Hindus protested outside the RSPCA's headquarters in Horsham over the slaughter of a sick sacred cow at their temple.

The animal charity was accused of secretly killing Gangotri, a 13-year-old Belgian Blue Jersey cross, by lethal injection at Bhaktivedanta Manor in Hertfordshire.

The RSPCA emphatically denied the allegation, saying it found staff on the site and told them exactly what they were doing before the animal was put to sleep.

Temple spokesman Vinay Tanna said: "We are holding a peaceful prayer protest at the way Gangotri was killed. The RSPCA made the equivalent of a citizen's arrest - they went in and made the decision to kill the cow immediately. Given the chance, we would have taken legal action to try to stop it."

The temple sent scores of delegates to the RSPCA headquarters in Wilberforce Way, Southwater, to protest.

Meanwhile, a religious ceremony to mark the end of the mourning period for the cow was attended by 700 Hindus at the temple. Mr Tanna said: "The killing of a Hindu cow in the temple is very inauspicious indeed." Cows are sacred to Hindus and killing one is considered sacrilege.

Hindu community leader Gauri Das said police bundled away monks attending to the sick cow. The head farmer was kept talking while a lethal injection was administered inside the barn.

He said the cow was sick but had no disease and was being cared for by temple residents and visiting worshippers. The temple runs The Cow Protection Project and allows old cows and bulls to die naturally.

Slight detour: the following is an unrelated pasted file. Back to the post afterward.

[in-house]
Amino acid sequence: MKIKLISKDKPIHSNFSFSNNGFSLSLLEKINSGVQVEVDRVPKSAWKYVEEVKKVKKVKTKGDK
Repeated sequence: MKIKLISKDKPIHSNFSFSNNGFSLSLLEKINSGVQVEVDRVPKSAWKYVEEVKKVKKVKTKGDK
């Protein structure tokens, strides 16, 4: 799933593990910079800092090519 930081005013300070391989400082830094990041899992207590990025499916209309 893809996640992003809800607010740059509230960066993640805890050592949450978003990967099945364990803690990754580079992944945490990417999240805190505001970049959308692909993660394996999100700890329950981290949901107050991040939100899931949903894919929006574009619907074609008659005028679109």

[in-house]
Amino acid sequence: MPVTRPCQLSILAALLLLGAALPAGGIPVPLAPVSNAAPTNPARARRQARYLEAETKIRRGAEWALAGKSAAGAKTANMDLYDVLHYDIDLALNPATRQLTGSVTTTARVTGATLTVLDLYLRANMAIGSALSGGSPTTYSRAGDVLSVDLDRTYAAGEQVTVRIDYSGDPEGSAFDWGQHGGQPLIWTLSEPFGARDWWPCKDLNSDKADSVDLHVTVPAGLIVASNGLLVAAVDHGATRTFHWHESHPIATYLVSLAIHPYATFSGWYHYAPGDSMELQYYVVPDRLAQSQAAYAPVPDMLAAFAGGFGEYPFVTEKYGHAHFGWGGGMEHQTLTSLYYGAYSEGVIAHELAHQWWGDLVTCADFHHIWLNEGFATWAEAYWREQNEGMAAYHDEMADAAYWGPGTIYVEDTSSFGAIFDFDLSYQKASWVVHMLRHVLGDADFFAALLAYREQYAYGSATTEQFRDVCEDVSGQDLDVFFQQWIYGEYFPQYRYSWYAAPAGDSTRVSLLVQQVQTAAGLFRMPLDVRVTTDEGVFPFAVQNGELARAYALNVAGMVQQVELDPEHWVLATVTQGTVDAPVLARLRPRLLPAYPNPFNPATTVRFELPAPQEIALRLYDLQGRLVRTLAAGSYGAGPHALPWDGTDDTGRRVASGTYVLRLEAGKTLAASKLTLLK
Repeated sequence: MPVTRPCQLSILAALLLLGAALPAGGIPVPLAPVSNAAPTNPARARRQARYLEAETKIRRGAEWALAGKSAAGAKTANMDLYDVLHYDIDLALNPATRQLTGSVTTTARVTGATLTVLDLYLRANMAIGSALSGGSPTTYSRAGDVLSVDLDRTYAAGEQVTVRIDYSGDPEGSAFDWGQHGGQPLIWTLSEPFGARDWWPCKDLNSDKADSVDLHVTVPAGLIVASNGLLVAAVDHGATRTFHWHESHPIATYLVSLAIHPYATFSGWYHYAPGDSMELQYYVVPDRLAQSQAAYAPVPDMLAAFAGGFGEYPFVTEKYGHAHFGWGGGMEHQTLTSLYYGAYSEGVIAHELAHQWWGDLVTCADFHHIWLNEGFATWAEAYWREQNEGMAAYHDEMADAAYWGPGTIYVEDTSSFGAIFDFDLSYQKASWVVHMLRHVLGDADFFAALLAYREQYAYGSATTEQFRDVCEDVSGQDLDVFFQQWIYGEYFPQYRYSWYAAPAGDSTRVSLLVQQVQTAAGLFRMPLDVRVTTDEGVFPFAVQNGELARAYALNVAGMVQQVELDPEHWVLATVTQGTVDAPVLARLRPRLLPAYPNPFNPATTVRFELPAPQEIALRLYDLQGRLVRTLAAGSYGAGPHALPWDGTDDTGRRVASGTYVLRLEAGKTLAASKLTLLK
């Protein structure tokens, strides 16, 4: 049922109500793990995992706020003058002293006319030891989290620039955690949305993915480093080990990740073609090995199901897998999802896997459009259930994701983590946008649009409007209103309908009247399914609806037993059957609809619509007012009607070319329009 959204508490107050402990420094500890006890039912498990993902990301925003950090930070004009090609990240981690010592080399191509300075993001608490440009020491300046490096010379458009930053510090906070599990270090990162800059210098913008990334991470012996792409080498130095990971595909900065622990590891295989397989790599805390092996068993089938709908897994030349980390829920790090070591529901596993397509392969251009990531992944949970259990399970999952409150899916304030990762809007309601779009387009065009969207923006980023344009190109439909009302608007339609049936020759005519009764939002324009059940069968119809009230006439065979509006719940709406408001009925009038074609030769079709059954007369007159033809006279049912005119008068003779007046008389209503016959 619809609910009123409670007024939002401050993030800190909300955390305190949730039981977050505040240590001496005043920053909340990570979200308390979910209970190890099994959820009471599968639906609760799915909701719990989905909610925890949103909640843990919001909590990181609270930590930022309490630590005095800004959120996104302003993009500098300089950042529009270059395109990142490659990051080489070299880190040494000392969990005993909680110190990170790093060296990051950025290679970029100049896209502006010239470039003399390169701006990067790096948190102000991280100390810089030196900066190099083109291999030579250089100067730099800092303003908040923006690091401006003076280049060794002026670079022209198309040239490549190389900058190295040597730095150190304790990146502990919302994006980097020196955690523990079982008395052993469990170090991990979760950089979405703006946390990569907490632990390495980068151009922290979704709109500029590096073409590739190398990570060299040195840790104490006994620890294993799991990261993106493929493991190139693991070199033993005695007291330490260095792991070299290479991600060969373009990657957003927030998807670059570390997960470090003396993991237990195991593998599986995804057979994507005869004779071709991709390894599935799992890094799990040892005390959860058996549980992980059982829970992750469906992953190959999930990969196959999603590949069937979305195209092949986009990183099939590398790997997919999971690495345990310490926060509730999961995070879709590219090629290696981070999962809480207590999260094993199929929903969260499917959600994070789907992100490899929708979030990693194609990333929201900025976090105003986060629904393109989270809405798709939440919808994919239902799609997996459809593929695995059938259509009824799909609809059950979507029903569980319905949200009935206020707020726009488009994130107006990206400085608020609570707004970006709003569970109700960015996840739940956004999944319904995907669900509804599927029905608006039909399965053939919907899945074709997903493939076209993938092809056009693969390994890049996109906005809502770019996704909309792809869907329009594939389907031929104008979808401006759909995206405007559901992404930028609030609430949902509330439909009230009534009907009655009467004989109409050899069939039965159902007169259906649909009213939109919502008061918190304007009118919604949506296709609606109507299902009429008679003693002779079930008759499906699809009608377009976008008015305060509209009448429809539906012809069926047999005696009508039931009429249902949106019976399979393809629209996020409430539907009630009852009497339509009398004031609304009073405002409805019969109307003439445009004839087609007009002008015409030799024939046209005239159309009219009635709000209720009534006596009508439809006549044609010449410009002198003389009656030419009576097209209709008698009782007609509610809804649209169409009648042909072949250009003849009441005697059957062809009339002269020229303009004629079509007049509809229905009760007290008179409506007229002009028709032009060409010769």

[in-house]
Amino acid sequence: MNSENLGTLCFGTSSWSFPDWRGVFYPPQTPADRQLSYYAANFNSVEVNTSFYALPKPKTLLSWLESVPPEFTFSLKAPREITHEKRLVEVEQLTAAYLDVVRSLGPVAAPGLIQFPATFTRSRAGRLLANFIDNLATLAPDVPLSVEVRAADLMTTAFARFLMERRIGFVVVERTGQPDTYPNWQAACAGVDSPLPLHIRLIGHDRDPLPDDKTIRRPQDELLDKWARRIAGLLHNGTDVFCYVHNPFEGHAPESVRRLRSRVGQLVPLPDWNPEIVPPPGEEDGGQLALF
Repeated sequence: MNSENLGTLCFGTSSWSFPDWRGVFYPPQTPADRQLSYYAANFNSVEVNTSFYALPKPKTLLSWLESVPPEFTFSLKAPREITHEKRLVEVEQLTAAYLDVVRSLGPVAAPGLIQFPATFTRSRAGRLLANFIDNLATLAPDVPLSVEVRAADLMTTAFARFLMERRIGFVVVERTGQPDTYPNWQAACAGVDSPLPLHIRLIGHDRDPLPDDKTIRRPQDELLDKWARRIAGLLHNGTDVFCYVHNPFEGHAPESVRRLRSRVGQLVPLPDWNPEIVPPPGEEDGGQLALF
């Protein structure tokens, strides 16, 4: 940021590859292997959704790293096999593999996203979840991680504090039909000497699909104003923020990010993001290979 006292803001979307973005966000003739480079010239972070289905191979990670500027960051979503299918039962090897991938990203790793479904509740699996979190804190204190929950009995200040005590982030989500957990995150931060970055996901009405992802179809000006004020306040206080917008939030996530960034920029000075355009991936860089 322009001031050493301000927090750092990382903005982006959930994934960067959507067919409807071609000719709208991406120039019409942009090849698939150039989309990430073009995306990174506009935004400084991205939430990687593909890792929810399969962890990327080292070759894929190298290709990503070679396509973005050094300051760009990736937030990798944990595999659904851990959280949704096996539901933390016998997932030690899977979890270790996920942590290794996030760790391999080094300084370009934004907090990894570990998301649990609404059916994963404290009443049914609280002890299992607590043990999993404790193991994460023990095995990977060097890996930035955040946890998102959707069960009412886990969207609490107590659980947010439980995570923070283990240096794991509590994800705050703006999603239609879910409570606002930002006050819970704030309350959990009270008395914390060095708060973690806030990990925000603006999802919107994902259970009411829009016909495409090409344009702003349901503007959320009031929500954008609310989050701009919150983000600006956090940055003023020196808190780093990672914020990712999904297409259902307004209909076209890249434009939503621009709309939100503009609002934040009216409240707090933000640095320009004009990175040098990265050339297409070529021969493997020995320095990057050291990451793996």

The RSPCA said it was "sympathetic" towards the representatives of Bhaktivedanta Manor but its first consideration was animal welfare.

The charity said the cow was put to sleep under veterinary supervision and the method used was humane and caused the cow no extra suffering. In a statement, it said: "We knew the cow has been suffering from painful and infected sores, her limbs had become wasted and her breathing difficult.

"Three separate vets, including from the Royal College of Vets, from Defra and an independent vet, all agreed the animal was suffering and should be immediately euthanised.

"The allegation of a history of mercy killings is entirely unsubstantiated. The RSPCA puts animals to sleep as a last resort and then only to prevent them from suffering further.

"We categorically deny any deceit. We found staff on the site and told them exactly what we were doing.

"We actually took advice to prevent our visit happening at prayer time."